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EDITIONS
Sunday, 17 October, 2004, 14:15 GMT 15:15 UK
'There's no job like it'
Neil Johnson at Wragby fire station
The Johnsons have fought fires in Wragby for 104 years
Eric Simpson

While full-time firefighters are manning picket lines, most part-time or retained firefighters are still on call. BBC News Online joined them in rural Lincolnshire.

"It is the fun factor, the adrenaline, the buzz - there can't be anything in the world like it."

Leading firefighter Neil Johnson is only 33, but he has already spent 16 years in the fire brigade at Wragby in Lincolnshire.

His family has fought fires in the community for 104 years.

Does firefighting rule his life?

Strange breed

"You never leave it, really, we are married to it," Neil says as he sips a cup of tea in the kitchen of his home, which is a full 25 yards away from the fire station.

Retained firefighters must live within five minutes of the fire station.

"Day-to-day life for me - it is fire brigade first and my social life second. I know it shouldn't be. The average Joe Public just wouldn't do it.

Roy Proctor and Wayner Porter, retained firefighters
Many retained firefighters are on call 24 hours a day
"You can't go to the pub for a drink, because you are on call, so your social life dies when you join."

Neil has another job as well - also with the Lincolnshire Fire Service - working with disadvantaged youth in a speciall training scheme.

Wayne Porter, 41, who works as a retained firefighter 12 miles away at Lincoln, agrees.

"I've been working for 16 years, but I still get a buzz from it now.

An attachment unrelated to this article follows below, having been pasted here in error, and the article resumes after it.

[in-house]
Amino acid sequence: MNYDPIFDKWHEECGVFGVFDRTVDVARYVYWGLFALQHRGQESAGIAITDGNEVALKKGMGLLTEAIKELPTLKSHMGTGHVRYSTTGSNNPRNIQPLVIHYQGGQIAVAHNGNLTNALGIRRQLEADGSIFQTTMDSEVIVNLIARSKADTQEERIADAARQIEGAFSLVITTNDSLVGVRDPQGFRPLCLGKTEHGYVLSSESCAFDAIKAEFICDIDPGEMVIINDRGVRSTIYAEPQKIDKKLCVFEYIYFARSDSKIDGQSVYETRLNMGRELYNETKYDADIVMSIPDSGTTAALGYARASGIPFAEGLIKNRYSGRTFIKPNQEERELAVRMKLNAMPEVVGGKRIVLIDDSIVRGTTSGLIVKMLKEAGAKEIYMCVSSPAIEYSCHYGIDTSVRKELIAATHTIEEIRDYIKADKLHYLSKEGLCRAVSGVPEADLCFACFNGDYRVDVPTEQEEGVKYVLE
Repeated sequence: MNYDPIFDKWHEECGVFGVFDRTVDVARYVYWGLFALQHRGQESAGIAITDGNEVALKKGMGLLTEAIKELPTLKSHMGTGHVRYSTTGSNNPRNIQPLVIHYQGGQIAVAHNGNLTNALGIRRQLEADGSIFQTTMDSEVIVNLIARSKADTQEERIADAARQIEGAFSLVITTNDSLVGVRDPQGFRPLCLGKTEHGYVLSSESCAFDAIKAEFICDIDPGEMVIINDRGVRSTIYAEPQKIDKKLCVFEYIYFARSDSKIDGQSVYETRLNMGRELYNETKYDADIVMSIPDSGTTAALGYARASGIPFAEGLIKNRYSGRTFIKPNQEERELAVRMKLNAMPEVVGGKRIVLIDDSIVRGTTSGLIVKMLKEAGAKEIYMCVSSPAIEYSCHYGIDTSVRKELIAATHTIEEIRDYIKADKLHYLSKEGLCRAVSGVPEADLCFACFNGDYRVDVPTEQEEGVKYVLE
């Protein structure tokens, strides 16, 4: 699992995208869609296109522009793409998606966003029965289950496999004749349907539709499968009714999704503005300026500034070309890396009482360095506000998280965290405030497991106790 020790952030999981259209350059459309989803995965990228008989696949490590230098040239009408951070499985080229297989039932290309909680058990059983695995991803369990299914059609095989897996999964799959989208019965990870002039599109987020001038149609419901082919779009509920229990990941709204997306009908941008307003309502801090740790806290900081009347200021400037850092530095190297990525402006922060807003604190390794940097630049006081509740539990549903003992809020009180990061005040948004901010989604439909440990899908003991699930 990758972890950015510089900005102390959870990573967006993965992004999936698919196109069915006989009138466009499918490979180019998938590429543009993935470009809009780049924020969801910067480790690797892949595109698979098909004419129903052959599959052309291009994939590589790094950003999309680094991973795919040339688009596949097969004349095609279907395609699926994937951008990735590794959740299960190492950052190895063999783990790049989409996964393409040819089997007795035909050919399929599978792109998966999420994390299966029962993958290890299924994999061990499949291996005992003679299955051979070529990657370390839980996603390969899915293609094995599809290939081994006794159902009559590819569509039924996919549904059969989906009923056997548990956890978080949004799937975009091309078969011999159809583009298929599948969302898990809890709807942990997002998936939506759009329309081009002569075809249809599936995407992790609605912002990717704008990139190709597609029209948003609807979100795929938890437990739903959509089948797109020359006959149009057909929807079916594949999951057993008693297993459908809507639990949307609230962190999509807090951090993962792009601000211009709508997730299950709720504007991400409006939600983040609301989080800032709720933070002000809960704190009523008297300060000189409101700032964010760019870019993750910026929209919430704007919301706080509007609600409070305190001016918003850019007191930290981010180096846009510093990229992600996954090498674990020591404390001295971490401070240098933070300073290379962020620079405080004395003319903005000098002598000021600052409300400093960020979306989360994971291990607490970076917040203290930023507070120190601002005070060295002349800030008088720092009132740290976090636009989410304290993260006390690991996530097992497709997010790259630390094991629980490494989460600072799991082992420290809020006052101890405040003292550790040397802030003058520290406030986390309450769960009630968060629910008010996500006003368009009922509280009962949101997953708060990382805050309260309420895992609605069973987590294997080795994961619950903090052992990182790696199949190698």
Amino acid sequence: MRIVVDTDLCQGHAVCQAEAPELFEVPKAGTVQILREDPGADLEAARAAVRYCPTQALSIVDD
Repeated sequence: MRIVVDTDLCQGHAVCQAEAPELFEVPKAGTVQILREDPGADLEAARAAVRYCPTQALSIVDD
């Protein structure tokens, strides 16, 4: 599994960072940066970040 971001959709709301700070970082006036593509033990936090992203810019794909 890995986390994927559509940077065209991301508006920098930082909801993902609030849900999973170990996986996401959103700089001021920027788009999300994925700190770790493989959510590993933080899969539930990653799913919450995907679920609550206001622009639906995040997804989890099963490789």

"It is a very strange breed of people who get up at 3am on a freezing morning to spend a whole night fighting a fire, " he said.

"We can do anything from rescuing a person collapsed in the bath to a major rail accident - whatever comes in - we go out to.

"At the scene of a fire, we do everything an all-time firefighter does - same risks, same everything.

No-strike clause

"We are on pagers so when we get a call, we drop everything - basically our pagers are strapped to us all the time.

His colleague Roy Proctor, 49, a leading firefighter says: "There is no problem responding to a call, we are up and out in a hurry.

"But you might have a problem getting back to sleep after a big incident at 3am."

Lincolnshire has 530 retained and about 125 full-time fighters.

I pull dead bodies out of cars, but it doesn't bother me - I guess I am a bit of a hard-faced git

Neil Johnson
retained firefighter

London and other metropolitan areas - with a response time of 4 or 5 minutes - have no retained firefighters.

He is always ready to respond to a 'shout', and is quite happy with his union's no-strike clause.

"I know I couldn't be on strike and know that Granny Smith down the road, because I had not gone out, had died, I just couldn't handle it."

His life is dominated by the fire station across the road, but he loves every minute.

"You're always on the move, always doing something, there is nothing like it.

Five dead

"I pull dead bodies out of cars, but it doesn't bother me, I guess I am a bit of a hard-faced git," he adds.

In last few weeks, the firefighters in Wragby have responded to five road accidents in which five people died.

If there is another incident in the next few days, the odds are that Neil Johnson will be there.

He knows that someone else's life may depend on it.


Click here to go to Lincolnshire
See also:

22 Nov 02 | England
15 Nov 02 | England
14 Nov 02 | England
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